HANSEL AND GRETEL: What do they put in the drinking water in South Korea? Whatever it is, it's fucked up, and I want some. HANSEL AND GRETEL is the most gloriously insane fairy tale you've ever seen on screen; extreme because there's a sense throughout that it is somehow still intended for children. I'm not going to attempt a plot recount -- you'll just have to see for yourself. Another example of how incredible, disturbing and edgy South Korean cinema is. (Post-script: extra kudos to Byung-woo Lee for the one of the best film scores I've heard all year.)

CELIA THE QUEEN: I sometimes think that the music documentary is the hardest one to pull off. You're playing to fans of the artist, but also need to sell the uninitiated. CELIA THE QUEEN is the best example of this: I went in knowing absolutely nothing about her, and by the film's conclusion, considered myself her biggest fan. This incredibly well-made documentary perfectly balances who she is and what she did. The construction is flawless, the choices inspired. Additional credit to whoever came up with the idea of playing it on the same day as the CHE double (given the crossover theme of the the 1960s Cuban revolution). It's quite possible that Girl Friday and I were the only ones who attended both, but we appreciated it nonetheless. An amazing documentary, and one of the highlights of this year's MIFF.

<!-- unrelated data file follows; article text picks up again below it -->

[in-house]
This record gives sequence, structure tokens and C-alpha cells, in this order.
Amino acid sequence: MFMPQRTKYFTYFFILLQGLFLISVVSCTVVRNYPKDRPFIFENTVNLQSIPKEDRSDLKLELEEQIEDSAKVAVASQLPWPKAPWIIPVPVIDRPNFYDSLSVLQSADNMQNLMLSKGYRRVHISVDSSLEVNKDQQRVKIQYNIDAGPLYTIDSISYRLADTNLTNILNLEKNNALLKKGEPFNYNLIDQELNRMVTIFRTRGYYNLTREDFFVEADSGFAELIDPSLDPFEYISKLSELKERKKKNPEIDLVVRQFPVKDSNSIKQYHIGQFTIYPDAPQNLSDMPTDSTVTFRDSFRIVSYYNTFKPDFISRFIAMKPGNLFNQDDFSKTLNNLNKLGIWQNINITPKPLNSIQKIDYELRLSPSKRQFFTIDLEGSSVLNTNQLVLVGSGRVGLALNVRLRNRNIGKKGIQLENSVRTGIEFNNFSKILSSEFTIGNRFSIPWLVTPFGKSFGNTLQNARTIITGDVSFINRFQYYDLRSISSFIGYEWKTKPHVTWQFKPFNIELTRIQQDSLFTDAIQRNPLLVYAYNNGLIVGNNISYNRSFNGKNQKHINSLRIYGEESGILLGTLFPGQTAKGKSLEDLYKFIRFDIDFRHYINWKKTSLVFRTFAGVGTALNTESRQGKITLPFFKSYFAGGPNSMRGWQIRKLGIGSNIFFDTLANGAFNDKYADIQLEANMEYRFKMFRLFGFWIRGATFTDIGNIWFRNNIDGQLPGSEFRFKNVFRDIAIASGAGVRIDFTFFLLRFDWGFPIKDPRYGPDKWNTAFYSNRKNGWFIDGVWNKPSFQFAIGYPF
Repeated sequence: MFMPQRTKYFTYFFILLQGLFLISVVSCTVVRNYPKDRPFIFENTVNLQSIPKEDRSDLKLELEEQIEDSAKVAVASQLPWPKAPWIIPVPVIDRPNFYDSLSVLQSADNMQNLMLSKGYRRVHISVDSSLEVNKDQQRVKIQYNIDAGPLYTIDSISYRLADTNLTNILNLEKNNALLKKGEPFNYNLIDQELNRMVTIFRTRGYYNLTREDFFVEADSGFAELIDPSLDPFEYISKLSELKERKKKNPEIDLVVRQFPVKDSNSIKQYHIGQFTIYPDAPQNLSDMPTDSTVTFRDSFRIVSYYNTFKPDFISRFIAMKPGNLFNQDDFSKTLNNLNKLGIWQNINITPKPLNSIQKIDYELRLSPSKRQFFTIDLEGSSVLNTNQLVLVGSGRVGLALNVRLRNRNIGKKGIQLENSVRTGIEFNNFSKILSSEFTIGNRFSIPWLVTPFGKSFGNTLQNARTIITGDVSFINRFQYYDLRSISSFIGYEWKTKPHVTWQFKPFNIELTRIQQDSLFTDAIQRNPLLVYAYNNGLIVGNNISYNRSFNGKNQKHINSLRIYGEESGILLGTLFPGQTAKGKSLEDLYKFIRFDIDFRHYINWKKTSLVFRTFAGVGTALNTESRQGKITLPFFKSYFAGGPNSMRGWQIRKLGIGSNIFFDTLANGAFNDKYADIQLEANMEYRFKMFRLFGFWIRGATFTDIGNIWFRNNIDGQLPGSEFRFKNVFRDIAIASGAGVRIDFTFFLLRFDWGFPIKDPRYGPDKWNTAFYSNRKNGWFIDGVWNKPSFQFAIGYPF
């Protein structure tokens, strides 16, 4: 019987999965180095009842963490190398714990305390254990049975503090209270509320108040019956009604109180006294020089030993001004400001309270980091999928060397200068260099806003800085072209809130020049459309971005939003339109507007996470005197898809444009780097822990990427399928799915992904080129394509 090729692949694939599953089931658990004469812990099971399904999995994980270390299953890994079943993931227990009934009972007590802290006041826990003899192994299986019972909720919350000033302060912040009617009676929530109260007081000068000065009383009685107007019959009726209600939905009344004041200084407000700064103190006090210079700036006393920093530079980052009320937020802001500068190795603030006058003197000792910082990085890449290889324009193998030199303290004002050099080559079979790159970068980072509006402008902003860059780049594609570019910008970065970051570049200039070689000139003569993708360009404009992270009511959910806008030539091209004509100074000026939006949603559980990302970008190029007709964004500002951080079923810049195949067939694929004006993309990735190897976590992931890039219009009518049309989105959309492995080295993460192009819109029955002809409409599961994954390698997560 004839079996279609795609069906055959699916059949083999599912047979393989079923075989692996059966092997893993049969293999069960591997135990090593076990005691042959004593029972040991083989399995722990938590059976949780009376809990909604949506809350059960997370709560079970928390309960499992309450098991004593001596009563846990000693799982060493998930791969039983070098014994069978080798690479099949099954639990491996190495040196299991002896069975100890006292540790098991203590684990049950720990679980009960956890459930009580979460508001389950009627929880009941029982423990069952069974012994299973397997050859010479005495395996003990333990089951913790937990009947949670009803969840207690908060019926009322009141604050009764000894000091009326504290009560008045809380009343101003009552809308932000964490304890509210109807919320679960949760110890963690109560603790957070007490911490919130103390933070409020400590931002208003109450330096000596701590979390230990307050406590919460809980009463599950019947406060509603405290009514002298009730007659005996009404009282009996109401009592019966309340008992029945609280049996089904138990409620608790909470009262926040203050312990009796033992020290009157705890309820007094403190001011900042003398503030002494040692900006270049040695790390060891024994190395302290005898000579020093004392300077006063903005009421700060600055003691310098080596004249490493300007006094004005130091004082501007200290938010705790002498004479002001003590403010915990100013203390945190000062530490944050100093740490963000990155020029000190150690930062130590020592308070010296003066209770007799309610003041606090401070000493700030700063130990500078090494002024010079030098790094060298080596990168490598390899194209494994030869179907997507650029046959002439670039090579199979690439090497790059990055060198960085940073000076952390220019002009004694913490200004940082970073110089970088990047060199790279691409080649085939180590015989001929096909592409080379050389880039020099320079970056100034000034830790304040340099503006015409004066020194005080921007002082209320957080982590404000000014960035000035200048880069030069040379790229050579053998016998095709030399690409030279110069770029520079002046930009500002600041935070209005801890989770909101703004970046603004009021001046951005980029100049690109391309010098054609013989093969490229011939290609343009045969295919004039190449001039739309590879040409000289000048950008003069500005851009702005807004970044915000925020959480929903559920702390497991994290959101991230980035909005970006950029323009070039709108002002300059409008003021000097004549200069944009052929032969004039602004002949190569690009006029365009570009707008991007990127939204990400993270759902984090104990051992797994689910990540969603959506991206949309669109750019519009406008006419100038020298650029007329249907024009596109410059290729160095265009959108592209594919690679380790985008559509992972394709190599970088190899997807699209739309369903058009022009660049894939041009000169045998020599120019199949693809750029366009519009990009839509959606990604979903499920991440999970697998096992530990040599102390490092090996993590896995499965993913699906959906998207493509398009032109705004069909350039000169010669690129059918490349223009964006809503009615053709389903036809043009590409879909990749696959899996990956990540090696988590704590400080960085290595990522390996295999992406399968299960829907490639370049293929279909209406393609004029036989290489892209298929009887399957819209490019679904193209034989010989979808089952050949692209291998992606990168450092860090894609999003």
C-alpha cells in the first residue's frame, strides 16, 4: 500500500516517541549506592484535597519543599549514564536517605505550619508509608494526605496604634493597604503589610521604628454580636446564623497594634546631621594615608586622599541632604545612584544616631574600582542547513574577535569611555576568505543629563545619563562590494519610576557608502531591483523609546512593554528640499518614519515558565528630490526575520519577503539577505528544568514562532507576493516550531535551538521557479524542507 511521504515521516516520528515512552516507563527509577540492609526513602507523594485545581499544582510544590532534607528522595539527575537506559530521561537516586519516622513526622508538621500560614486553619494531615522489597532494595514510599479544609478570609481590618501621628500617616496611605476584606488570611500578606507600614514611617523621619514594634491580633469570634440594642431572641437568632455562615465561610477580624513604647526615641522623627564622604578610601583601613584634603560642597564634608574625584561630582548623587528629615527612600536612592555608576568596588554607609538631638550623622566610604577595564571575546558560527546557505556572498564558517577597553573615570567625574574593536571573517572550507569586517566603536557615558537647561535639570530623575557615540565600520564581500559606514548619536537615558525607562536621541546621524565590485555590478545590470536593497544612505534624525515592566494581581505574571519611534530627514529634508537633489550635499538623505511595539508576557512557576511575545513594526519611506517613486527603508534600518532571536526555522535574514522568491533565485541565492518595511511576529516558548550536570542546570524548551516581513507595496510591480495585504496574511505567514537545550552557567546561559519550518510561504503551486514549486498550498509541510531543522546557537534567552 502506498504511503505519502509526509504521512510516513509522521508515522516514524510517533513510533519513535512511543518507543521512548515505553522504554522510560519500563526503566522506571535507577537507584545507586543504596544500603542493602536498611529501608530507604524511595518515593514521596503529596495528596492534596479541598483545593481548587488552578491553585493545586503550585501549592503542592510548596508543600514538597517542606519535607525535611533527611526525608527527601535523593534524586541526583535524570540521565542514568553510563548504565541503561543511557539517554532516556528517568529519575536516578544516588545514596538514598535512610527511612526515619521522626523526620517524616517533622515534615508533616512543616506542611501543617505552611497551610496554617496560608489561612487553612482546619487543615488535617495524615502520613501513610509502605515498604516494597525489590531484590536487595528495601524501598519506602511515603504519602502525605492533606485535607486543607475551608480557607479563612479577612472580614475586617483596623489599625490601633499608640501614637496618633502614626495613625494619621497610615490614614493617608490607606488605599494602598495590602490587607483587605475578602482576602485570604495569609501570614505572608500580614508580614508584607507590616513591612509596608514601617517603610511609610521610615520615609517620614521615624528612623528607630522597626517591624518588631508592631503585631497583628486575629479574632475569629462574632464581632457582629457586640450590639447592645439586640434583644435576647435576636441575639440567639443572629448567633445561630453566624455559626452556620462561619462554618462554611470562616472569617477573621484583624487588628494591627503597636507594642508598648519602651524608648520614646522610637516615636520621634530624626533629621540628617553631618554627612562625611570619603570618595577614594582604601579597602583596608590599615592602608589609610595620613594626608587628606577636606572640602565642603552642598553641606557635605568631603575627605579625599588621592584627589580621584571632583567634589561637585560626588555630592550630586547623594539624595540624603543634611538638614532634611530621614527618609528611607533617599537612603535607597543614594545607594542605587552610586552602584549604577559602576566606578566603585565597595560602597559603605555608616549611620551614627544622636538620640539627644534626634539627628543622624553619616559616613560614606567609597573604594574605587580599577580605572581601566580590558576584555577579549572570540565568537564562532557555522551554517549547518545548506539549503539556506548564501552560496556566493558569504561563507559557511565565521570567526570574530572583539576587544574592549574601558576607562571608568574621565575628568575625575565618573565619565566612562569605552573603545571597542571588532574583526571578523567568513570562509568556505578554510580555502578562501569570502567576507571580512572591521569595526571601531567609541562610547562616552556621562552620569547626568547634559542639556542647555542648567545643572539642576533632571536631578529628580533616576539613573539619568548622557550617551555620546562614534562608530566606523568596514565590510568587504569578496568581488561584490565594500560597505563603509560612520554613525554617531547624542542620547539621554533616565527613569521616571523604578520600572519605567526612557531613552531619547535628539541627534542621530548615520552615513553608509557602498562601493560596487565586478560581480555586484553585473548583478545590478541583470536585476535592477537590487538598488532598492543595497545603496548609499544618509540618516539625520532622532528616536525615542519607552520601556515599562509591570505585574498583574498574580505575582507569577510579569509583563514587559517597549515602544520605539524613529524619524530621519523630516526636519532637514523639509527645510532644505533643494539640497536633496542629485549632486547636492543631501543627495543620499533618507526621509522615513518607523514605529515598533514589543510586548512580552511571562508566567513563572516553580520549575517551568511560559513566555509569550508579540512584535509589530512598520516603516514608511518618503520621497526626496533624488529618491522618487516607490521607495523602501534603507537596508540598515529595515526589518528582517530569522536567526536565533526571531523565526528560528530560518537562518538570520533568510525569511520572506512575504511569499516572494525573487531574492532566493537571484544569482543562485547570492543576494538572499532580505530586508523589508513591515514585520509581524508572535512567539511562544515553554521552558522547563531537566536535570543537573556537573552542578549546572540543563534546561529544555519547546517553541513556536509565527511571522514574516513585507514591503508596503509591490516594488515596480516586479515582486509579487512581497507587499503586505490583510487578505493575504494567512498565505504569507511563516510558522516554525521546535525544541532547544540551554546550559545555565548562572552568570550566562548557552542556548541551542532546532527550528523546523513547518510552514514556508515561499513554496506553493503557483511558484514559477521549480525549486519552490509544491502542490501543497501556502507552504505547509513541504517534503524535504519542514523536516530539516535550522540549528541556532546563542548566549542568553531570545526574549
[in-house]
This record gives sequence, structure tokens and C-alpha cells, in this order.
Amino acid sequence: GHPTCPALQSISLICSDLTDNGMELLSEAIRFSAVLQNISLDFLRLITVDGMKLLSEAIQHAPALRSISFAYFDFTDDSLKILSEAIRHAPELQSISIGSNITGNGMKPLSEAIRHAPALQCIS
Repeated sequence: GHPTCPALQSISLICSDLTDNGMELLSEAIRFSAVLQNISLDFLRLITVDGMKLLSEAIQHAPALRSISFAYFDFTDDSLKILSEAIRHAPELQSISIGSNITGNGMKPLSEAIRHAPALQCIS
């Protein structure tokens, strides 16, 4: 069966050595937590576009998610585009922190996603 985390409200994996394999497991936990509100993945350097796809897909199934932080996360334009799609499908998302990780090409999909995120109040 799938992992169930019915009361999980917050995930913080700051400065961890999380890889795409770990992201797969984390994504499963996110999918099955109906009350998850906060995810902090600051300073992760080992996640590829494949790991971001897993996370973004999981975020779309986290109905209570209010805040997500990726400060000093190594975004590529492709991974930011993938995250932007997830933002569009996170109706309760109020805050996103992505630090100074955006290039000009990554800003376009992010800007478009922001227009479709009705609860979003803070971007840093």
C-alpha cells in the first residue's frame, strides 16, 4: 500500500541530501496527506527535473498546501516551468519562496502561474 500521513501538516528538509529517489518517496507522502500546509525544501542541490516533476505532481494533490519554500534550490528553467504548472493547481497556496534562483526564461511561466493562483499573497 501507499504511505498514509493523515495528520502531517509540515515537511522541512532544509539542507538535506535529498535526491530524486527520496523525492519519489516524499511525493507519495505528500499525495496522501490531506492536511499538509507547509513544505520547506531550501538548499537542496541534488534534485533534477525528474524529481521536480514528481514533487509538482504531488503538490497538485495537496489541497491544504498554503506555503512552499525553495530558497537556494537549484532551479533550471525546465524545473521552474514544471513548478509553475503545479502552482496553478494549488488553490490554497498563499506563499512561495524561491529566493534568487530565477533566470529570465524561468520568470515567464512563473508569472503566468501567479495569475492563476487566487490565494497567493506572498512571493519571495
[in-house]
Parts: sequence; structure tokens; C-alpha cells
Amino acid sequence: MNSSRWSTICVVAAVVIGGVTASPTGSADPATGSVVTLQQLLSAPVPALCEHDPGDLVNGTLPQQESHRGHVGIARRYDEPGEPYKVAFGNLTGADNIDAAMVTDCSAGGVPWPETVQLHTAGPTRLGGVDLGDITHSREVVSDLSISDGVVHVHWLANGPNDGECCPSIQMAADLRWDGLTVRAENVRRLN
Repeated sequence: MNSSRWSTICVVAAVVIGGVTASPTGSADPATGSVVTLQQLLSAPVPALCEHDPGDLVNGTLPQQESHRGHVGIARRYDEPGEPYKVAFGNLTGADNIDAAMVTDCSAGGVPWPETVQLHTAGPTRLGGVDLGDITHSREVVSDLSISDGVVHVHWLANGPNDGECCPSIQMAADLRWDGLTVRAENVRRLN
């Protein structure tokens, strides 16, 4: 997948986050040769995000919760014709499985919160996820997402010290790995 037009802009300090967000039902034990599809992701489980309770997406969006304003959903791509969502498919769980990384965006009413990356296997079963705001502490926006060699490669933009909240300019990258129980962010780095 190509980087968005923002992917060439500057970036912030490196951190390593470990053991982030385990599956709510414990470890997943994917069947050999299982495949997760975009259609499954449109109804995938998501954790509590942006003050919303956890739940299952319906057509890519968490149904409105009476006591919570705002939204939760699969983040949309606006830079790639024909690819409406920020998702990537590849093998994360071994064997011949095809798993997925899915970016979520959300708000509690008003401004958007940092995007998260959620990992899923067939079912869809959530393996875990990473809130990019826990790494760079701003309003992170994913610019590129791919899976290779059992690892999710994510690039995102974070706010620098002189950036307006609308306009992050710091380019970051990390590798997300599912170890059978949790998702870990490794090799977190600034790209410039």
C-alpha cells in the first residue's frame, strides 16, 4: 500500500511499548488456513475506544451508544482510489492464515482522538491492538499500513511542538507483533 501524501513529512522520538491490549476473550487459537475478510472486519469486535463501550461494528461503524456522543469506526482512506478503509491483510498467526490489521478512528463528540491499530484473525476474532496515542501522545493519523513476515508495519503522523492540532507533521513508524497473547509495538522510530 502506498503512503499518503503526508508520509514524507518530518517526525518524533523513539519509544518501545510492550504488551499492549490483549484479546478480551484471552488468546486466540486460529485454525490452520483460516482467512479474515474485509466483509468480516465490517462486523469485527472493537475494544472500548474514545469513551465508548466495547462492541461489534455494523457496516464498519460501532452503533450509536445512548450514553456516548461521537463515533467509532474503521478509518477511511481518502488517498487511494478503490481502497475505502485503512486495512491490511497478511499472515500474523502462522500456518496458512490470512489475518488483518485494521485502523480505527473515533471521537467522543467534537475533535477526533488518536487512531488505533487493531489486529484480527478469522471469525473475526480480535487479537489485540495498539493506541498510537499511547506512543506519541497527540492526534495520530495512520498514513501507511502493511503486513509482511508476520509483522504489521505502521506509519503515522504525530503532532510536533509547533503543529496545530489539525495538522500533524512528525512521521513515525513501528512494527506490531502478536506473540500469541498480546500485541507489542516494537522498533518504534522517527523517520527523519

DEAD SNOW: When I initially heard of the book "Pride and Prejudice and Zombies", the retelling of Jane Austen's "Pride and Prejudice" with added undead, I thought it was a phenomenally dumb idea. Now, I think it's a brilliant, if unintentional, statement on current pseudo-sub-culture: basically, you can add the word "zombie" to anything and people will think it's brilliant. Such is the thinking behind DEAD SNOW, a film about a group of medical students in a snow cabin that's being terrorised by zombie Nazis. Any creativity the group behind this film might have had was exhausted in the creation of that synopsis. This piece of unimaginative shit basically cribs from everything, not bothering to hide its influences, and not understanding how to present its pop culture references. The irritating film geek character (Randy from SCREAM, only far more annoying) espouses movie references in a way that suggests the writers Googled "geek cred" and just jammed the first ten results in where they could. Here's a handy tip: making references to the films you're most overtly ripping off doesn't make it acceptable, or somehow ironic. This is a tired, tired formula, and if you're going to do it, you'd damn well better have something new to say. There is not a shot, a kill, a moment in DEAD SNOW that hasn't been done before, and done far better. But hey, I was the only one in the crowd, as far as I could tell, who wasn't into it. The audience laughed and actually applauded at every unfunny moment or vague hint of gore, so it definitely has an audience. After walking out of this crap, I can tell you that audience does not include me.